So what can you do to avoid getting ill when you are being coughed on and sneezed at and generally under attack from the germ-filled mosh-pit that is the public arena? You can start with a flu shot, of course, unless you believe the government is injecting everyone with nano-sized GPS transmitters as has been conjectured by the foil hat enthusiasts. Don’t forget not to tense up when the doctor advises you he is about to thrust a chunk of metal into your tender arm flesh. Tense up and your shoulder will ache for days. Admittedly, not tensing up is similar to not showing fear when confronted by any wild animal who can gnaw your face off, in that it is pretty much impossible.
Another way to dodge the bronchial blues is to avoid going in public. Ever. Make sure whoever comes to your house first gets dipped in a 45 gallon drum of hand sanitizer before entering. (Ensure they are not smoking during this process.) Rather than shaking hands with people, maybe go oriental with a polite bow from ten or fifteen feet away. This is especially important if your visitor is a school-aged child who will be teeming with traces of every disease found in the entire student population. If it’s your own kid, maybe consider home-schooling.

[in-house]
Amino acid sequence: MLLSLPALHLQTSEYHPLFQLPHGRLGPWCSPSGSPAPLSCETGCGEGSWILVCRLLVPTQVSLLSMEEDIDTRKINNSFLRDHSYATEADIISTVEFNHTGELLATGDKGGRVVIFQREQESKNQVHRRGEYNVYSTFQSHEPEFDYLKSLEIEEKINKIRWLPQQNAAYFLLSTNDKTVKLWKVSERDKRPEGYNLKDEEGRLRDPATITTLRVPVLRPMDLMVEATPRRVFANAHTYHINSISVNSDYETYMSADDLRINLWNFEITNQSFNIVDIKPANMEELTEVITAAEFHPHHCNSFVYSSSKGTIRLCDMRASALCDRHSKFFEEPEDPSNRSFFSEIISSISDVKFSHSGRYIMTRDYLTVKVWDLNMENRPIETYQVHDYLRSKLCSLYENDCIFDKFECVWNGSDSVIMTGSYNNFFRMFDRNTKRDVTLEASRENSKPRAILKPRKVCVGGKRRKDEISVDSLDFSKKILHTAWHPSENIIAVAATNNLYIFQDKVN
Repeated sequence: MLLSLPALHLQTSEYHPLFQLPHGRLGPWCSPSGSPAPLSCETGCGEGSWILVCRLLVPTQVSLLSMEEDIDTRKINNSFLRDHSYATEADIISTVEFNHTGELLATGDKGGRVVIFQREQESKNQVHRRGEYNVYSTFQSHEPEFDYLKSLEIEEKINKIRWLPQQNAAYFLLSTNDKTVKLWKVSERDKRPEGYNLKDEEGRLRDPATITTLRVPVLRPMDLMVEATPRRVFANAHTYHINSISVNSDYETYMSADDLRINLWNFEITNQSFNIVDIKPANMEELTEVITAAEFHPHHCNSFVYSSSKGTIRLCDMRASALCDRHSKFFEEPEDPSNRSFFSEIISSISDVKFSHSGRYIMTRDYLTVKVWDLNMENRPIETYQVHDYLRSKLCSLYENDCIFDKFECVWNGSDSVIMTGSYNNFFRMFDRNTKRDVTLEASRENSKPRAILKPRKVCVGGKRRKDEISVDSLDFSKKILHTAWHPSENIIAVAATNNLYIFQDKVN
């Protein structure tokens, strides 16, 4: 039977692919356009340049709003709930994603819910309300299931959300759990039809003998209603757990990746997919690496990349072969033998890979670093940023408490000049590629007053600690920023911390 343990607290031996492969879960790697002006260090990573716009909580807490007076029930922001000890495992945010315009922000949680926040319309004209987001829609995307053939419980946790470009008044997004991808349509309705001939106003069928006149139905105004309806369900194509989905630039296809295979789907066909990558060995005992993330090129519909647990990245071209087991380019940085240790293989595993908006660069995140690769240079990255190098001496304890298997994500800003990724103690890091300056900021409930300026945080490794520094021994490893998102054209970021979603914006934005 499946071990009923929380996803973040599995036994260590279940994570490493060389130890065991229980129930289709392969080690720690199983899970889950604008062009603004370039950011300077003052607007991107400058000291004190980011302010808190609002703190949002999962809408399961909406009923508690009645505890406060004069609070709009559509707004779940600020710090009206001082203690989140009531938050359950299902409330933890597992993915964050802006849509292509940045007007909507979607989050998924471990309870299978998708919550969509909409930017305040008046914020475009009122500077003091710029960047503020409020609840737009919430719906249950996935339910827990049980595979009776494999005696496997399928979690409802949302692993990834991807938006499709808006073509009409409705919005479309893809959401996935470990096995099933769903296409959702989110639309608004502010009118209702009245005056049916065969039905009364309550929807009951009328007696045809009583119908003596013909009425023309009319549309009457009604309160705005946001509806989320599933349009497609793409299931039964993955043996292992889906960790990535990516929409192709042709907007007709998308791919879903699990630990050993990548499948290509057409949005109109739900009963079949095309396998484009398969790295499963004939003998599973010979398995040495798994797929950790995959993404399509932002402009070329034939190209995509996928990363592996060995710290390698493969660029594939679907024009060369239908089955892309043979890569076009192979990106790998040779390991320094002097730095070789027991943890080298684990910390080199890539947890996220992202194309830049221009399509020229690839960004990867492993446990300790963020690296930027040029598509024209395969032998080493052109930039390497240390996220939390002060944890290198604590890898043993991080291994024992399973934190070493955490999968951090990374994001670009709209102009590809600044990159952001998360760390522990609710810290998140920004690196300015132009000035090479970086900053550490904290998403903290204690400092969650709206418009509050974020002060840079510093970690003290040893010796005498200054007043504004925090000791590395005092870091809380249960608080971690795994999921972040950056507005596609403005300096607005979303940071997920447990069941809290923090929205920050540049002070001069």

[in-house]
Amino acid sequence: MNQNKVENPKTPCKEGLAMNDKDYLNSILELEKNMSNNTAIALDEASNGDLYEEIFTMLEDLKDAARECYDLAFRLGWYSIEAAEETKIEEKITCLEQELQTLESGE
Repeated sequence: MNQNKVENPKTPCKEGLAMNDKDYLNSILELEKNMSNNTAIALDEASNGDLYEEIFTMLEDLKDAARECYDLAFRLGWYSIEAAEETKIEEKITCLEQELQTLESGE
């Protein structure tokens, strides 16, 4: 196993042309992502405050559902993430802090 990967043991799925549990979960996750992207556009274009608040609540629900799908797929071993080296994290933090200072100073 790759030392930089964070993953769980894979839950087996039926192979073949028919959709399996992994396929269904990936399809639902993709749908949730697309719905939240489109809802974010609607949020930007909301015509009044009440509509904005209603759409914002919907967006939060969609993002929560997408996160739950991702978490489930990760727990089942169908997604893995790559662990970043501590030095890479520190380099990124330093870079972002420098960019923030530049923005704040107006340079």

So there are your choices. You can live like a germophobic hermit, insulating yourself from the disgusting carriers of dangerous diseases, namely your family and friends. Or you can ignore the problem as we have for the thousands, if not millions of years humankind has existed, (depending on your worldview) prior to hand sanitizer becoming cool.
Now excuse me, I’m going to buy a 45 gallon drum of hand sanitizer.
other articlesIt’s A Wonderful Play
The Beaker Report
Halloween is Sweet
Just Call me “Tubby”
Shaggy Dog Tale
Encounter at a Funeral
It’s a Wonderful Life
Jack & Jill Baby Shower
A Story about George
Pushing Mom Around
Sleeping was in Tents
Zucchini Gang Rides Again
A Luau To Remember
The Gazebo from Hell